As a citizen of the Middle East my general take on the Western led coalition waging war against ISIS is the following: It is not your war.This is a war foreign armies can’t win, and it could have catastrophic consequences for the members of the coalition on the long run.
The West is not a target – for now
First, I agree that the Western countries have the right to defend themselves against possible threats threatening their people or sovereignty. But I assert that the war against terrorism is not necessary to achieve this goal. In order to ensure safety and peace within Western borders other measures could be taken, for example, security efforts in airports to prevent the join/return of ISIS western fighters, and here international cooperation could be useful. Blocking the imports of oil and the export of weapon to ISIS is another western arrangement that could help limit ISIS’s future regional power. It is important to stress the fact that ISIS and Nusra are not at the moment targeting the Western countries in their bloody struggle to create a new political reality on the ground. During the Gaza war, ISIS declared, that they wouldn’t target Israel before they are done executing more important battles. Nusra declared a similar announcement few weeks ago, including a warning to the Western coalition to not target their bases; Nusra spokesman said that their fight is not supposed to be with the Western countries. Both ISIS and Nusra, have other enemies. Defeating the Arab regimes is the first priority for them. Since the eighties, this was the definitional and existential ideology for most of the Islamic extremists’ organizations and individuals across the Islamic majority territories.
The unsuccessful record of the “war on terror”
Next, I think that Western led coalition won’t win the war against ISIS on the long run. It goes without saying that the military actions will have some immediate effective results on the ground like; reducing the mass killing of the civil groups and different minorities that ISIS has been targeting, limiting the further expansion of ISIS borders and stopping a situated ISIS state from being further established. But ISIS is much more than geographical borders or official buildings. Its structure is not dependant on the few official services that they control, or even the oil facilities that they profit from. This state has been virtually present in the region Islamic extremists’ literature and aspirations since decades.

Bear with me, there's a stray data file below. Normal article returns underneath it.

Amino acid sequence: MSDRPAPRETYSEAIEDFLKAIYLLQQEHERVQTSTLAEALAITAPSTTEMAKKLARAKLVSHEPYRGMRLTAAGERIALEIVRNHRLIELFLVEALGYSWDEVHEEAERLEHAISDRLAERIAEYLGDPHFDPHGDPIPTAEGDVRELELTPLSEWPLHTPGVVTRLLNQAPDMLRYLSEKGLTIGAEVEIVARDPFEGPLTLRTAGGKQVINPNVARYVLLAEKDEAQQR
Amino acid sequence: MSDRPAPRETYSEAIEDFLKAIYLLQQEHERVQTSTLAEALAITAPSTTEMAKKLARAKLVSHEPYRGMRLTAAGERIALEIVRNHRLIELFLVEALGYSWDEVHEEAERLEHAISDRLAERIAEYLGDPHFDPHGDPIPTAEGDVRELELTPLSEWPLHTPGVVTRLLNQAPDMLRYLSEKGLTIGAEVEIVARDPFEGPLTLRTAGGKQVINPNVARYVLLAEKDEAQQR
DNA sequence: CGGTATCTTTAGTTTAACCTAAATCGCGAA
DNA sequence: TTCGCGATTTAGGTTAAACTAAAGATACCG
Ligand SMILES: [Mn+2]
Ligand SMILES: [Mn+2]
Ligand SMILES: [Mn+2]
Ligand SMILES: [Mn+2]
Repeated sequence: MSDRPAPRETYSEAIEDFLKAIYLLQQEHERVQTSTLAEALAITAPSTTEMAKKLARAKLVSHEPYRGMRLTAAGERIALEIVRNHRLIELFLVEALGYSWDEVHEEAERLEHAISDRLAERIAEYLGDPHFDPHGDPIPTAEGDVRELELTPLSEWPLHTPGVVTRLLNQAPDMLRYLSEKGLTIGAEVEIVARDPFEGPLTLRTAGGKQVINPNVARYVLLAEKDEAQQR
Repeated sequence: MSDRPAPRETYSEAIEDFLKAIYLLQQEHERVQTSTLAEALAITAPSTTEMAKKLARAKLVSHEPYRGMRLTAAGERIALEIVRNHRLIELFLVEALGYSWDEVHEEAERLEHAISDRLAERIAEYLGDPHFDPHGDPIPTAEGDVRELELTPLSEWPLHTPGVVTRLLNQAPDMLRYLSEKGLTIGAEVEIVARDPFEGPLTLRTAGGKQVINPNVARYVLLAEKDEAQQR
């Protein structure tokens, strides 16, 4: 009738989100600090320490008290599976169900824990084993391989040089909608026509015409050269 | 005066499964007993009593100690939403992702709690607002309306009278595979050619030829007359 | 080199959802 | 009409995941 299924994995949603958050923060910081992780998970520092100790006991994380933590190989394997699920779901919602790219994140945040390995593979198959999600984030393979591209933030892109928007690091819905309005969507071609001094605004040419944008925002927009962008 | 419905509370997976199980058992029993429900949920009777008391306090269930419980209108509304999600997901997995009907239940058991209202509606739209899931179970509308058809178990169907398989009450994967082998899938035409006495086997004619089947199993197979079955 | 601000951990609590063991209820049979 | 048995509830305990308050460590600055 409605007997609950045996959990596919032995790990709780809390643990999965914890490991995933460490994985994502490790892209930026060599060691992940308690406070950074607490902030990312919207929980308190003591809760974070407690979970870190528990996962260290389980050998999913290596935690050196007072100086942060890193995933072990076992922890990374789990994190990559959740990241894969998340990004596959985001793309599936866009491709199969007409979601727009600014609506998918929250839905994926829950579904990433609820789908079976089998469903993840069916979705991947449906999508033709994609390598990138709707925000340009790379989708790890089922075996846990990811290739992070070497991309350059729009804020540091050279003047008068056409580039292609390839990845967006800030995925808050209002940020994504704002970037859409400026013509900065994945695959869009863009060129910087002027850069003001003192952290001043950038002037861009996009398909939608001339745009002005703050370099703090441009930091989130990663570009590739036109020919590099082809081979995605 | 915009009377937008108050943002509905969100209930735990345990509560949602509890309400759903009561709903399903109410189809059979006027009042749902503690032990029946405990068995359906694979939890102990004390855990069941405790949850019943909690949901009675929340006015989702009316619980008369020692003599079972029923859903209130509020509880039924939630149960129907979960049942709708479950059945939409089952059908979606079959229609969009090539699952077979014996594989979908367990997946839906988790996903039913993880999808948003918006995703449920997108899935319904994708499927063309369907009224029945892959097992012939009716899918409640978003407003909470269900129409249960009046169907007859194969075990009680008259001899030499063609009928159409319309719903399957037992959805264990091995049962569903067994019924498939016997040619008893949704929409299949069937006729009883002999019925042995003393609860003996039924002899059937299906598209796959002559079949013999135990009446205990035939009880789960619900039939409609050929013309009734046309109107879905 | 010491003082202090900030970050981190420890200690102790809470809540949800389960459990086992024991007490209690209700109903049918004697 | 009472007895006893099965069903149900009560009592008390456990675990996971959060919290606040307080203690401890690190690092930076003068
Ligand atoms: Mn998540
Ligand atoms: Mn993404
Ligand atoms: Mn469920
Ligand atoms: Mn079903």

Few examples that have illustrated this point are already present in the region;Taliban did not vanish after ten years of war against terrorism. Ben Laden was killed, but others are still keen on continuing the struggle for jihad. Al-Qaida has been massively weakened, but its ideas and direct followers are more spread than ever. Hamas, with a relatively similar ideology, is still ruling Gaza after two Israeli wars against it and are currently building a popular youth/teens army to fight future wars against Israel. Finally Hezbollah has since it unveiled its weapons against the Israeli army developed into a key player with veto rights in the Lebanese fragile state politics. So far, no Western-led war against terrorism has resulted in a clear victory, none of the battles against these achieved any form of closure.
The ignored context of the Middle East
Few indicators show that the level of the war against ISIS is meant to stay on the superficial level only. NATO´s war against Yugoslavia in 1990s was legitimized by genocide and crime against humanity. The justification of the war against ISIS could easily be based on the same grounds, as ISIS is clearly committing comparable crimes. The clear difference between the two wars is that the war in Yugoslavia unlike the present war against ISIS, and unlike the past wars against terrorism, the war against Yugoslavia was successful in reaching most of its strategic goals. The reason of the lack of efficiency in Western wars against terrorism, ongoing and past ones, lays in the region´s deep ethnic and sectarian historical unsolved conflicts, which are totally different than the general European nationality context. The idea of the national state is not popular in the Arab world yet.Among other ignored factors is the absence of democratically elected governments that have the ability to truthfully govern states, organize and prioritize political decisions and enforce them. Political developments in the region are not followed, coordinated or governed by one strong key player/organization like NATO or EU or a federal system like the USA. Also, Islamist religious popular culture tends to entail values that encourage violence instead of values of acceptance and tolerance and enlightenment that European culture has developed in the last centuries. And the frustrating present for the youth of the region that is stemming from a disappointing recent past and an uncertain future is another factor that will limit any Western military action to only achieve the very minimum of its goals. Finally, any economic siege won’t be any effective in the face of a secret -gulf prince- generous donor, where real money can be used depending on the absolute whims with no official or public monitoring.
In other words, the political, societal, cultural and economical situation, that is interfering and effecting ISIS humanly structure and ideology, is too complicated and divergent to be solved by a military action.
Explain this war to a Syrian refugee